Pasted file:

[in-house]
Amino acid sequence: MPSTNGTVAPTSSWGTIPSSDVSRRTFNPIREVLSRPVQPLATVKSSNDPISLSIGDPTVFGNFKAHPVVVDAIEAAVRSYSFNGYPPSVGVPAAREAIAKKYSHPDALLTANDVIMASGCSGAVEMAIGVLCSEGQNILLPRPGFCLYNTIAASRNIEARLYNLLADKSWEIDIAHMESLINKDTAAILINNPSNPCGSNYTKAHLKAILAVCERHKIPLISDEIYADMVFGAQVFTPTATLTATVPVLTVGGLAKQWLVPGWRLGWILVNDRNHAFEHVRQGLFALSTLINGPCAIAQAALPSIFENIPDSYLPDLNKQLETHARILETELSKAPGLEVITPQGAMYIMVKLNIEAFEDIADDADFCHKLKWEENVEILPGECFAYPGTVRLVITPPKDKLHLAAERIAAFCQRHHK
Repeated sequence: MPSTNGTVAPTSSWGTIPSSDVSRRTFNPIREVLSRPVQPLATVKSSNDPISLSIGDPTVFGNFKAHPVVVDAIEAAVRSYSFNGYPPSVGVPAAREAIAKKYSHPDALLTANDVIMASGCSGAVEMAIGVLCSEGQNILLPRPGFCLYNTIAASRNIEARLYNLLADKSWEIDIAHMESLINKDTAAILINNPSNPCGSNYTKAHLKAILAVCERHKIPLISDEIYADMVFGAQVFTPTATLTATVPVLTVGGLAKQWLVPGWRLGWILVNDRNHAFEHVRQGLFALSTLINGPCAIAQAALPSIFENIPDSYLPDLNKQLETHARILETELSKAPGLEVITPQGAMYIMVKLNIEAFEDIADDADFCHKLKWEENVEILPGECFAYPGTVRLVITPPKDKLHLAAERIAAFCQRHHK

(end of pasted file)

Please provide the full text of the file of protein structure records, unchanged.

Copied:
[in-house]
Amino acid sequence: MPSTNGTVAPTSSWGTIPSSDVSRRTFNPIREVLSRPVQPLATVKSSNDPISLSIGDPTVFGNFKAHPVVVDAIEAAVRSYSFNGYPPSVGVPAAREAIAKKYSHPDALLTANDVIMASGCSGAVEMAIGVLCSEGQNILLPRPGFCLYNTIAASRNIEARLYNLLADKSWEIDIAHMESLINKDTAAILINNPSNPCGSNYTKAHLKAILAVCERHKIPLISDEIYADMVFGAQVFTPTATLTATVPVLTVGGLAKQWLVPGWRLGWILVNDRNHAFEHVRQGLFALSTLINGPCAIAQAALPSIFENIPDSYLPDLNKQLETHARILETELSKAPGLEVITPQGAMYIMVKLNIEAFEDIADDADFCHKLKWEENVEILPGECFAYPGTVRLVITPPKDKLHLAAERIAAFCQRHHK
Repeated sequence: MPSTNGTVAPTSSWGTIPSSDVSRRTFNPIREVLSRPVQPLATVKSSNDPISLSIGDPTVFGNFKAHPVVVDAIEAAVRSYSFNGYPPSVGVPAAREAIAKKYSHPDALLTANDVIMASGCSGAVEMAIGVLCSEGQNILLPRPGFCLYNTIAASRNIEARLYNLLADKSWEIDIAHMESLINKDTAAILINNPSNPCGSNYTKAHLKAILAVCERHKIPLISDEIYADMVFGAQVFTPTATLTATVPVLTVGGLAKQWLVPGWRLGWILVNDRNHAFEHVRQGLFALSTLINGPCAIAQAALPSIFENIPDSYLPDLNKQLETHARILETELSKAPGLEVITPQGAMYIMVKLNIEAFEDIADDADFCHKLKWEENVEILPGECFAYPGTVRLVITPPKDKLHLAAERIAAFCQRHHK